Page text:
The vast Hindu population of India of 95 million is subject to sexist and unconstitutional inheritance norms under the Hindu Succession Act of 1956. Several of its provisions are vulnerable to constitutional challenge under Article 15 of the Indian Constitution which prohibits discrimination on grounds of sex. The test here, is whether discrimination is solely based on sex or has some other justification such as family ties, and in an unprecedented development, the Bombay High Court in the case of Mamta Dinesh Wakil v. Bhansi S Wadhwa has found that Sections 8 and 15 of the Act are unconstitutional. The decision, currently pending appeal, is based on a noteworthy rationale.
Section 8 has been found to be a case of “patriarchy at centre-stage” for favouring devolution through the male line. It prescribes the order of succession for a Hindu male as: 1) Class I heirs, 2) Class II heirs, 3) agnates and 4) cognates. Here, cognates inherit only in the absence of agnates. Agnates are defined in the Act as those persons related to the intestate “wholly” through males while cognates, are related by a line which includes even females. The court’s finding of sole gender-based discrimination should be upheld on appeal, as the ramification of this provision is that property devolves to agnatic heirs no matter how remote, in a manner that excludes more direct female lines of descent.
The Court also ruled that the Act’s prescription of separate rules of devolution for a female’s property are regressive and unlawful. Section 15 of the Act stipulates the following hierarchy of devolution: (1) Her husband and children, (2) Husband’s heirs, (3) Parents, (4) Father’s heirs and (4) Mother’s heirs. Here, the husband’s heirs are prioritised over the female’s own parents. While in a prior case, this has been justified on the grounds that a married woman is different from a “mere female” as she is maintained by her husband’s family, the Bombay High Court declared it to be unjust to alter the status of a woman on marriage when there is no corresponding provision for married males.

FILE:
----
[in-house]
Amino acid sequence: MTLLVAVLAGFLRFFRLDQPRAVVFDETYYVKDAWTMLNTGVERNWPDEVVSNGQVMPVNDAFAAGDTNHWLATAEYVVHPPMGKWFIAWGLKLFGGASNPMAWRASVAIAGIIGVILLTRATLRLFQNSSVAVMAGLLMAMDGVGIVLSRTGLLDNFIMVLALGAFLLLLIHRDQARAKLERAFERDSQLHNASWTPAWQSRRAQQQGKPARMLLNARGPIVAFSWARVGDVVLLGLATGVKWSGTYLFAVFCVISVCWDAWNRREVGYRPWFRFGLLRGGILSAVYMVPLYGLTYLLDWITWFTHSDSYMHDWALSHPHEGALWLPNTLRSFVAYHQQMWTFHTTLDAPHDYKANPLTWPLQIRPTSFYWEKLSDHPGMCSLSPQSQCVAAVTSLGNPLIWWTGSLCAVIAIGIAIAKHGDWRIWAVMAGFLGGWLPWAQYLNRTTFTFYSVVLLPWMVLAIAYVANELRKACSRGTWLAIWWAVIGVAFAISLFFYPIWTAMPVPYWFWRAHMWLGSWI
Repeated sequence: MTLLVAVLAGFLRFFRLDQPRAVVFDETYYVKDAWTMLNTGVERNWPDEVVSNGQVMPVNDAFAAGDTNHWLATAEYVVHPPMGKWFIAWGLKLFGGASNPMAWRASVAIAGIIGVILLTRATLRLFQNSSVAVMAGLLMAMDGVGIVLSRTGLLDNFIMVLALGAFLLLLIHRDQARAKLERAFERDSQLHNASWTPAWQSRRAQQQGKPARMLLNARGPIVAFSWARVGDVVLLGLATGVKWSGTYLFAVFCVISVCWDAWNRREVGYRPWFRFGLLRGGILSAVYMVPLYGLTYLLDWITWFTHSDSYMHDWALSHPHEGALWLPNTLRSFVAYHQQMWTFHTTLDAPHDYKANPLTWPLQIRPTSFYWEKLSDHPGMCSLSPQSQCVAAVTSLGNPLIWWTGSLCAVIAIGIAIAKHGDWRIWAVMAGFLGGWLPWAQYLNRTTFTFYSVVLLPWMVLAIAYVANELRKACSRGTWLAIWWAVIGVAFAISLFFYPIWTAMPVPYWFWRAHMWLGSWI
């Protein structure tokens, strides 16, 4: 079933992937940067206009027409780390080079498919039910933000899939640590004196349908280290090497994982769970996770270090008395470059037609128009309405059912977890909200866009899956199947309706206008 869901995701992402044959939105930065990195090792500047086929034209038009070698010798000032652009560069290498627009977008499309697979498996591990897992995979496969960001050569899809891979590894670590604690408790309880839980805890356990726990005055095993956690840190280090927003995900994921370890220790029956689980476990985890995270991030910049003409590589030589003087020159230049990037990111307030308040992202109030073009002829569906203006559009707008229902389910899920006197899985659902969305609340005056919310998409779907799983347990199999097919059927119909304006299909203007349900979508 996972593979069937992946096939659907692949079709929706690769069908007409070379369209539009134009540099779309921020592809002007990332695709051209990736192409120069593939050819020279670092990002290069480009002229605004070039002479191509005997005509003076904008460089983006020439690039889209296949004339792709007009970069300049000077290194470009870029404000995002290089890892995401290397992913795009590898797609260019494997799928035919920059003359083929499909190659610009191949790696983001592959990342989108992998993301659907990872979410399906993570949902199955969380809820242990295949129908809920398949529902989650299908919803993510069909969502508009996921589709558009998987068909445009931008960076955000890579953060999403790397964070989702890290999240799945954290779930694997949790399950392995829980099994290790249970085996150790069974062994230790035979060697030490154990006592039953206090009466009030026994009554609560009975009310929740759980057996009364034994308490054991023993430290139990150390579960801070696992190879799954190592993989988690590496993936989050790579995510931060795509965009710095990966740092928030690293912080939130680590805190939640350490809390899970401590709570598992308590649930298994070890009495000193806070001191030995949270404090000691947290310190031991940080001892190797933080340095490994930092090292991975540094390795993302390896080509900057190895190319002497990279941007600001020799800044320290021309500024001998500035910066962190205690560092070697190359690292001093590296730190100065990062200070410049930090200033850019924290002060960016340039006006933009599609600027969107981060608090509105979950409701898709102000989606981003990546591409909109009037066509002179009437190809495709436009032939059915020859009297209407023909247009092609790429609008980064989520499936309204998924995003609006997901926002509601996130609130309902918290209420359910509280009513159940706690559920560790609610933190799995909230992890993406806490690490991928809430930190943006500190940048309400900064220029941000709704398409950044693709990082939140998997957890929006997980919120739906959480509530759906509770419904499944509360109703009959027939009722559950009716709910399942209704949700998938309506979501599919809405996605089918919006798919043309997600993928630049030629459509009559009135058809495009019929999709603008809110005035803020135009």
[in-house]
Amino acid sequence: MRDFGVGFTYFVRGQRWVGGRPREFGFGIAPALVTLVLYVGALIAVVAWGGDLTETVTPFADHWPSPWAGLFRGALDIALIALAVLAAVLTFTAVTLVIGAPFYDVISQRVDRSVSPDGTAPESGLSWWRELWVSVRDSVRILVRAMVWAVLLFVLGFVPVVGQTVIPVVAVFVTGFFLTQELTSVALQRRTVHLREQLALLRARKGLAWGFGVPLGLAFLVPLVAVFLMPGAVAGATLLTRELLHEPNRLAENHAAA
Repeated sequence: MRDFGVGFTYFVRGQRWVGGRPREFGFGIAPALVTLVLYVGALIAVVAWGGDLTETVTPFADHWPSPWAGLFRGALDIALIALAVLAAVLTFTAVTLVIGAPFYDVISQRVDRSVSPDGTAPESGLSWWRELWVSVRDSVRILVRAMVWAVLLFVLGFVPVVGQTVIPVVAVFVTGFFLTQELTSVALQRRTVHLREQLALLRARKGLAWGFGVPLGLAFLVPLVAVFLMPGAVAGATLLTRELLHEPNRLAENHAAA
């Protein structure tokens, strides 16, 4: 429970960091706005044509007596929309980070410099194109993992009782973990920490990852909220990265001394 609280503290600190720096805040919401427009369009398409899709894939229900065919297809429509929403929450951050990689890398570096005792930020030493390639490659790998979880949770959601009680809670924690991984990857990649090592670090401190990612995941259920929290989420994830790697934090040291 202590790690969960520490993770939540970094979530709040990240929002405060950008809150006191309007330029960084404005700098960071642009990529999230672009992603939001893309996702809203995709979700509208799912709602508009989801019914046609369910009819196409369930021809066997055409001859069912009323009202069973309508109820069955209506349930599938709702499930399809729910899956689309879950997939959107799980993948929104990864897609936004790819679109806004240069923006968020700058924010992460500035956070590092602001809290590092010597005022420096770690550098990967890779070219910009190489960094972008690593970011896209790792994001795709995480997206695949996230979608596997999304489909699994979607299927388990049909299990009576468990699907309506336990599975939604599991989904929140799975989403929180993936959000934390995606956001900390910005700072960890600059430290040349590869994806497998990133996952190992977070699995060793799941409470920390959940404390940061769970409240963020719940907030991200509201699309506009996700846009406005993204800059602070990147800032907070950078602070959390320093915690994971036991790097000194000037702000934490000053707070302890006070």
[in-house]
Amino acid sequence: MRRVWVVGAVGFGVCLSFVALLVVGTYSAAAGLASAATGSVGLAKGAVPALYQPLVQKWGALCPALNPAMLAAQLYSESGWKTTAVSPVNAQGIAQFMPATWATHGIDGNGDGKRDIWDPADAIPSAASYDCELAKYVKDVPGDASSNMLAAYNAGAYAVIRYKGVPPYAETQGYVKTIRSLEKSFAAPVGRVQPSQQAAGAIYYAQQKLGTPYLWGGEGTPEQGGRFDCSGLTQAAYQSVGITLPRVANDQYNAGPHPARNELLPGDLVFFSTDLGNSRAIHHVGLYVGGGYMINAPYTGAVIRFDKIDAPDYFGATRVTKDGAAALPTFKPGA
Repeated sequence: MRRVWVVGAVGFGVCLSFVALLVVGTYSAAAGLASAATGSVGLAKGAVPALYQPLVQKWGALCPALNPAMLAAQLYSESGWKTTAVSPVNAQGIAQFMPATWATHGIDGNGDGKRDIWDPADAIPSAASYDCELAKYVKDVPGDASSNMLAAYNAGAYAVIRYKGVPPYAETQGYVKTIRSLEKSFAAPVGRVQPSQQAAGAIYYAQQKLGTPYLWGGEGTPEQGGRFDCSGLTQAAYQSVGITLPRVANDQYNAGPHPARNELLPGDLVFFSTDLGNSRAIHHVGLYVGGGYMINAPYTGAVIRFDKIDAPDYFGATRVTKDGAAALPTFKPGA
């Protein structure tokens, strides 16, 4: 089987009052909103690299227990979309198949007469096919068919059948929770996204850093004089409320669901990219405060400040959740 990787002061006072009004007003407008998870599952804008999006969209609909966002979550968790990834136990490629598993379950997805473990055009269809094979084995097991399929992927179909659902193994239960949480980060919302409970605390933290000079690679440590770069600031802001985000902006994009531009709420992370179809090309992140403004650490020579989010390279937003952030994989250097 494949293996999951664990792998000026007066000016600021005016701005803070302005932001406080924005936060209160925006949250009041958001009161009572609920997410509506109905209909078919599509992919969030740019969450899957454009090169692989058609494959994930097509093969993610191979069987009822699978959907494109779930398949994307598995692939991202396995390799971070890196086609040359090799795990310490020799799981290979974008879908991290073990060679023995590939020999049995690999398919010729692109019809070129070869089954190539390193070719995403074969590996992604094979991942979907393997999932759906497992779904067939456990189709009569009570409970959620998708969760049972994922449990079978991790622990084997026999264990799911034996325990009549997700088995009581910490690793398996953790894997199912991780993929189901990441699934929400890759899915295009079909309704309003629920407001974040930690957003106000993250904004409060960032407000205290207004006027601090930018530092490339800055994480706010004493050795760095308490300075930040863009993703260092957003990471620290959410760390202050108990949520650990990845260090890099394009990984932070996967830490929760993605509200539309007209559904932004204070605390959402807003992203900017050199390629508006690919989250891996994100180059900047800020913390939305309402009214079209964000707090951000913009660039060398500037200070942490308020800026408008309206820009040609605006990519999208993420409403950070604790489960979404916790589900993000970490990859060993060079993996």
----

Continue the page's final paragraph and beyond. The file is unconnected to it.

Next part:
Moreover, Section 15, which makes devolution source-based, was found to burden females with the “malaise of a life interest.” Simply put, it provides for the property inherited by a woman during her lifetime to devolve back to its source, unlike male devolution, where a man’s property is treated as absolute, and devolves uniformly. Section 15(2)(a) requires property inherited from the parents to devolve onto the father’s heirs (this also means that property from the mother’s family devolves onto the father’s family). Section 15(2)(b) mandates that property inherited from the husband or father-in-law returns to the husband’s heirs. This effectively negates the female’s absolute right to inherited property which was ostensibly secured under Section 14 of the Act.
Apart from the instances and reasons identified by the High Court, there are other aspects that are to be remedied to achieve a truly egalitarian system of devolution. For devolution of male property, within Class II heirs, the priority of heirs is such that property passes first through the male line. For instance, the son’s grandchildren are preferred over the daughter’s grandchildren and the father’s relatives are preferred over those of the mother.
Moreover, Class II heirs also exclude uterine blood relations based on the ancient Hindu rule that women must be monogamous while men can be polygamous. “Uterine blood relations” are descended from a common ancestress by different husbands. Their male equivalents are “half-bloods” who are descended from a common male ancestor by different wives. The law does not disqualify half-blood children from inheriting a female’s property under Section 18. This is in stark relief to uterine blood relatives who are wholly excluded from a male’s property, furthering the stigma around female remarriage.
Apart from the Bombay High Court decision, certain Amendment Bills and Law Commission Reports (174th , 204th , 207th) have also signalled a need for reform. However, there remains a long way to go before Hindu women can enjoy fair inheritance rights.